Cornelia Downing Manfre: “The attraction of University of North Florida and University of Jacksonville has been a huge boost to the Town Center and the future for students in Flagler to attend those universities here in Palm Coast. I believe in public/private partnerships that assist in bringing in additional educational groups to the area.”

Doug Courtney:Encouraging. Need more emphasis. Higher education attracts the types of businesses Palm Coast  has sought. Eventually would like to see a main campus in the city.

*Did Not Respond: Alan Lowe, Kathy Austrino, Carol Bacha

Taxes/Budget/Spending: What is your assessment of the City of Palm Coast’s budget efforts during the pandemic? (Click Here)

David Alfin: “City was proactive and conservative in planning budgets facing unknown timelines and expenses related to pandemic.”

Cornelia Downing Manfre: “Under the circumstances, they did the best they could. I believe a complete review of the future spending will need to be made not knowing what will change in the next twelve months as we recover economically.”

Doug Courtney:Better than most, less than some. It was a unique hopefully one-time event. Difficult to evaluate or assess against the backdrop of the unknown. Final judgement will be provided by future results.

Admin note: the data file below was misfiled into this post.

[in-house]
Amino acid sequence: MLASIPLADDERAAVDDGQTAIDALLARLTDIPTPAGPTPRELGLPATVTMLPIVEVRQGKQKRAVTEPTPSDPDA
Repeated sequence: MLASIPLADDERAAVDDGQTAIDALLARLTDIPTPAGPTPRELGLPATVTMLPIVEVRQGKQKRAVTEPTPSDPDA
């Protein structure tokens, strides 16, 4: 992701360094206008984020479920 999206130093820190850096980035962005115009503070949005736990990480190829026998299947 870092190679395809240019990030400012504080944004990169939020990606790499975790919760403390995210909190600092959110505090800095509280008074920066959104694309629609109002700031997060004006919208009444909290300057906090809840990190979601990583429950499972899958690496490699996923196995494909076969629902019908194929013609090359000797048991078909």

*Did Not Respond: Alan Lowe, Kathy Austrino, Carol Bacha

Taxes/Budget/Spending: How would you describe your approach to adopting the upcoming city budget? Do you have any budget priorities that you would like to call attention to? (Click Here)

David Alfin: “Important to ‘hold the line’ on taxes. All budget requests should be reviewed for ROI in terms of service and/or value. Not all ‘asks’ can be approved and should be prioritized and timed to balance a budget consistent with priorities supporting public safety, quality of life, and a strong economy.”

Cornelia Downing Manfre: “A complete review and hold on capital projects should be considered until the post pandemic effects are recognized and we plan spending accordingly. I will address the infrastructure needs, utility and services first then address capital outlay. A reserve should be made to have a fall back in case of reduced revenue.”

Doug Courtney:Pragmatic. We have to take care of what we have built. Swales, roads, bridges, medians all have to be maintained. I have no current budget priorities. I quite believe in being conservative in spending citizens money. We don’t have a credit card to used at will. Projects and expenses should be covered and enjoined but that doesn’t mean we should purchase every new idea or gadget.

*Did Not Respond: Alan Lowe, Kathy Austrino, Carol Bacha

Taxes/Budget/Spending: Please share your position on the discussions of a ½ cent sales tax increase by the County Commission.  How would you propose the City use the additional revenue collected by this increase in the sales tax? (Click Here)